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The Terri Schiavo Case

Schiavo's parents demand visitation

The Schindlers file a motion to force Terri Schiavo's husband to let them see their daughter.

By WILLIAM R. LEVESQUE
Published May 12, 2004

ST. PETERSBURG - The parents of brain-damaged Terri Schiavo, who have been barred or restricted from visiting their daughter for a month and a half, are asking a Pinellas-Pasco judge to force her husband to let them in.

In a motion filed this week, Bob and Mary Schindler say Michael Schiavo hasn't allowed them free access to their daughter since March 29.

At that time, Schiavo barred visitation after his attorney told reporters that puncture marks were found on Mrs. Schiavo's arm after a visit by the Schindlers. The Schindlers denied doing anything to their daughter.

On May 5, one of Michael Schiavo's attorneys wrote the Schindlers' attorney a letter saying they could visit if they hired a private security guard.

They have refused to do so.

"This family is enduring a nightmare all because of a staged incident," the Schindlers' attorney, Pat Anderson, said in a statement. "Terri's mother cannot even see her own daughter, comfort her, touch her or interact with her."

George Felos, an attorney for Michael Schiavo, said it is appropriate to restrict visitation because a Clearwater police investigation of the puncture wounds is ongoing.

He also said the parents have attempted to profit from their daughter by offering a videotape of Mrs. Schiavo in exchange for donations of $100 or more to a fund to pay the Schindlers' lawyers.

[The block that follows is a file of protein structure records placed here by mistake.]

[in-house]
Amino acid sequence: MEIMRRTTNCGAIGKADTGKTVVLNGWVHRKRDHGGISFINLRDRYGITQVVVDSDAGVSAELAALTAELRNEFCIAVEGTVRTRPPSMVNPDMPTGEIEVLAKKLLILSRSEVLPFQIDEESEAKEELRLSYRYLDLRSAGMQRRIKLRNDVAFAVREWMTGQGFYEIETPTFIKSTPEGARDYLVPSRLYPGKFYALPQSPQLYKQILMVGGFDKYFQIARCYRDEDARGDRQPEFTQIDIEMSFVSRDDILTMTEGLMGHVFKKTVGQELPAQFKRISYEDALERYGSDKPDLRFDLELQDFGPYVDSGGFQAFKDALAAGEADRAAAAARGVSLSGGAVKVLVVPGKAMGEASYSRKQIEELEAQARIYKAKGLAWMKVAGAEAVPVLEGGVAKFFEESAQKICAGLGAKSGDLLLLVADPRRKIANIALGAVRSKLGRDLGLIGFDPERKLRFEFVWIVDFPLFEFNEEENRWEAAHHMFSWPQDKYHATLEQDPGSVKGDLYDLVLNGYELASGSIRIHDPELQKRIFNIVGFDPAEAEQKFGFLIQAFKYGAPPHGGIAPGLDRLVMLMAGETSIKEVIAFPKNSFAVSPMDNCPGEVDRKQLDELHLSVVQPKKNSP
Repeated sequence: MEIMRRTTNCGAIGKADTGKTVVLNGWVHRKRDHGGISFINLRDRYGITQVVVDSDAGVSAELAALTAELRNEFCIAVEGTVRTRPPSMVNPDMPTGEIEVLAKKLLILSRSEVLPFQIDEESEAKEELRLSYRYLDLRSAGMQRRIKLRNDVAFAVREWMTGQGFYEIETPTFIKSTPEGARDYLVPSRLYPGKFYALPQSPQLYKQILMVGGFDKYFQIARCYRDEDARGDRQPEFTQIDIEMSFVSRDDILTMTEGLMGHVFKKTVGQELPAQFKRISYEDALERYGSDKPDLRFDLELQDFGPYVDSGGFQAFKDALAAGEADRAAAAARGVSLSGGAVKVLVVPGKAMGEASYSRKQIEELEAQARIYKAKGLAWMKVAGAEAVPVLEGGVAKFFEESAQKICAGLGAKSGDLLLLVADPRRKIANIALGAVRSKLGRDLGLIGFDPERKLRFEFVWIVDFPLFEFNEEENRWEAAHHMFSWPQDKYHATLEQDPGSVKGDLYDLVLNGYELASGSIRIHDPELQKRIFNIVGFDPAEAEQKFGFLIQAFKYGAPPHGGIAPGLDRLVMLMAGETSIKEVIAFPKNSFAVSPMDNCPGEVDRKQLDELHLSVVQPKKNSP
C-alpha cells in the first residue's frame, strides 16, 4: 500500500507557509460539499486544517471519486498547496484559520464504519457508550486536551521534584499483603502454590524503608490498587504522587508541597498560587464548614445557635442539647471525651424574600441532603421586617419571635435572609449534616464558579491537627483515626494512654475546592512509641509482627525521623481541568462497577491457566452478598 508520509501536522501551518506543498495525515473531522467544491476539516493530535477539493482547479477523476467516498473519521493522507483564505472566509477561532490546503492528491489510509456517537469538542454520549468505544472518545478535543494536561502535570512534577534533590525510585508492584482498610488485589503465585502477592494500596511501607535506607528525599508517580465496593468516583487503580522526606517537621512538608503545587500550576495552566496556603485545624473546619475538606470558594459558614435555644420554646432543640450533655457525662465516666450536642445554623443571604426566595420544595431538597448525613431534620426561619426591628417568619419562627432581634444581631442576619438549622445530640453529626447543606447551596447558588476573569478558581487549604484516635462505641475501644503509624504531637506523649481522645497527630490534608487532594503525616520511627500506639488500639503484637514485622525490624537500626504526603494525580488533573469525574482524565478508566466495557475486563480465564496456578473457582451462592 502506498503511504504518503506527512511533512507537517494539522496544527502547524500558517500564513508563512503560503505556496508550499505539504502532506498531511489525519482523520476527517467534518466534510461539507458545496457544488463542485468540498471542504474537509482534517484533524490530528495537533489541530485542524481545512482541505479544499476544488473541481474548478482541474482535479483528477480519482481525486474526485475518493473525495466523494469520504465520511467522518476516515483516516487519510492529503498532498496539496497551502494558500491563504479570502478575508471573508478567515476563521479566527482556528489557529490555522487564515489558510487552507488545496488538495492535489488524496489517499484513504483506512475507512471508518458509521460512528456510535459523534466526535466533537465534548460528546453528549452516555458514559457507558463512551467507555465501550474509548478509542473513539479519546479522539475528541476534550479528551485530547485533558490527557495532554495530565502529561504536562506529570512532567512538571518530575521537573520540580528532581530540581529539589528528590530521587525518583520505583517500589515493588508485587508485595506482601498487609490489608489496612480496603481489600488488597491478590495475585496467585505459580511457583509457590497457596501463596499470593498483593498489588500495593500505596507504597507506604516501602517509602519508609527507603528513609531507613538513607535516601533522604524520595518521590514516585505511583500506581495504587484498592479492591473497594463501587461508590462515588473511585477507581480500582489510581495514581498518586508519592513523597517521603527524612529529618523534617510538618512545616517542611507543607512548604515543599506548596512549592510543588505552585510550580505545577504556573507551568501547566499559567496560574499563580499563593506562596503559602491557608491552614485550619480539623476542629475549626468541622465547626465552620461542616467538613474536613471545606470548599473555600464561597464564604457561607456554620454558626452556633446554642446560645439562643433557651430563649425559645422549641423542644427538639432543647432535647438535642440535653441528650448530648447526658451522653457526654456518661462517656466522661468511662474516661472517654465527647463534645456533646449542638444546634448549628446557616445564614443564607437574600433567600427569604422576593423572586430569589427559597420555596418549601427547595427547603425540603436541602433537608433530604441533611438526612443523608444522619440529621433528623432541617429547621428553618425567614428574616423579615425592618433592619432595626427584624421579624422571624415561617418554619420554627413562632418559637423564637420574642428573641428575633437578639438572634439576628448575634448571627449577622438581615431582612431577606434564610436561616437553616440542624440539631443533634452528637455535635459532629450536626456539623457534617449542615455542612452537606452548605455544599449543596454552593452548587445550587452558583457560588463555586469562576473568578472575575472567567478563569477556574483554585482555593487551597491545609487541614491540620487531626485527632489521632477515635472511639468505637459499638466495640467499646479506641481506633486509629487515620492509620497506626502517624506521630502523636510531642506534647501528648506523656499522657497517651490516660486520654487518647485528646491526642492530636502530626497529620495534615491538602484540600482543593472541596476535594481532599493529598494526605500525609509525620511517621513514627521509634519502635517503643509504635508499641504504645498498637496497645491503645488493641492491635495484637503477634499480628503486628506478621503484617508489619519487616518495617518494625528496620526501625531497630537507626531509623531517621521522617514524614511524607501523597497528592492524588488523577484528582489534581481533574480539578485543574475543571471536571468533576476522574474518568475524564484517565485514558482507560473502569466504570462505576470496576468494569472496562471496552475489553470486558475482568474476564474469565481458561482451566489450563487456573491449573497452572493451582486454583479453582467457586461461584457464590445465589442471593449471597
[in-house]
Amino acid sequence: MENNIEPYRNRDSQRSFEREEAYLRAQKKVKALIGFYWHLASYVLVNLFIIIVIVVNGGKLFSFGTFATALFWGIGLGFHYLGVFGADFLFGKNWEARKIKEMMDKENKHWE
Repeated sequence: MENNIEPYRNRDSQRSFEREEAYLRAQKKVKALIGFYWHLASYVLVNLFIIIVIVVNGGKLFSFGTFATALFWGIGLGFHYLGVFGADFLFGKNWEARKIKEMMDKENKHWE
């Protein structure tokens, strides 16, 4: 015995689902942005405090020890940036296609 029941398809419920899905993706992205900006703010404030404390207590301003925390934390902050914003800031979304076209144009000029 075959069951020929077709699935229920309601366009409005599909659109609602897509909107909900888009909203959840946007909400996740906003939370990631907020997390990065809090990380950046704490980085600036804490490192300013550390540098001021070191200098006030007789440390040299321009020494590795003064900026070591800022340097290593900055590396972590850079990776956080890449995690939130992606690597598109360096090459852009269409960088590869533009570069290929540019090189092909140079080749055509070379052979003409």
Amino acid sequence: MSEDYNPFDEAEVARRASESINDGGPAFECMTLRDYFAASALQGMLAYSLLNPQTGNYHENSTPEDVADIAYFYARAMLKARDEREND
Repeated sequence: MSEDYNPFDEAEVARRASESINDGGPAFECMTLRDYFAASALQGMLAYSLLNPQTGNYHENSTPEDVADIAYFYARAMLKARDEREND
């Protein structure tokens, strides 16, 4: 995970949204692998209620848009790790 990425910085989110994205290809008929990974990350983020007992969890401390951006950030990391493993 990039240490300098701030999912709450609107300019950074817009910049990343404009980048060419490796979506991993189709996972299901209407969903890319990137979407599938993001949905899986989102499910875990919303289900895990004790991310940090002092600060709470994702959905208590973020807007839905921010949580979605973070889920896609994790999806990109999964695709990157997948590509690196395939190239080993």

Felos said the Schindlers videotaped their daughter in violation of a court order.

"Because these issues are ongoing, we believe the safest course to protect Terri is to have the Schindlers' visitation supervised," Felos said.

Anderson, however, said in an interview that Felos has no right to do so and that his client took measures to bar the parents without court approval, which she said he must receive.

Felos disagreed, saying approval is not necessary in an emergency situation. "The guardian can use his best judgment to protect the ward," Felos said.

Anderson, however, said Michael Schiavo's actions are illegal.

"Terri has a retained right to have visitors," Anderson said. "That's an absolute right. You can't lock people away like it's solitary confinement just because they're incapacitated."

A judge is expected to decide the issue later this month, though a date has not been set.

Michael Schiavo says his wife has been in a vegetative condition for over 14 years and cannot recover. Her parents disagree and have been fighting him in the courts to stop his efforts to remove her feeding tube.

[Last modified May 12, 2004, 01:54:10]


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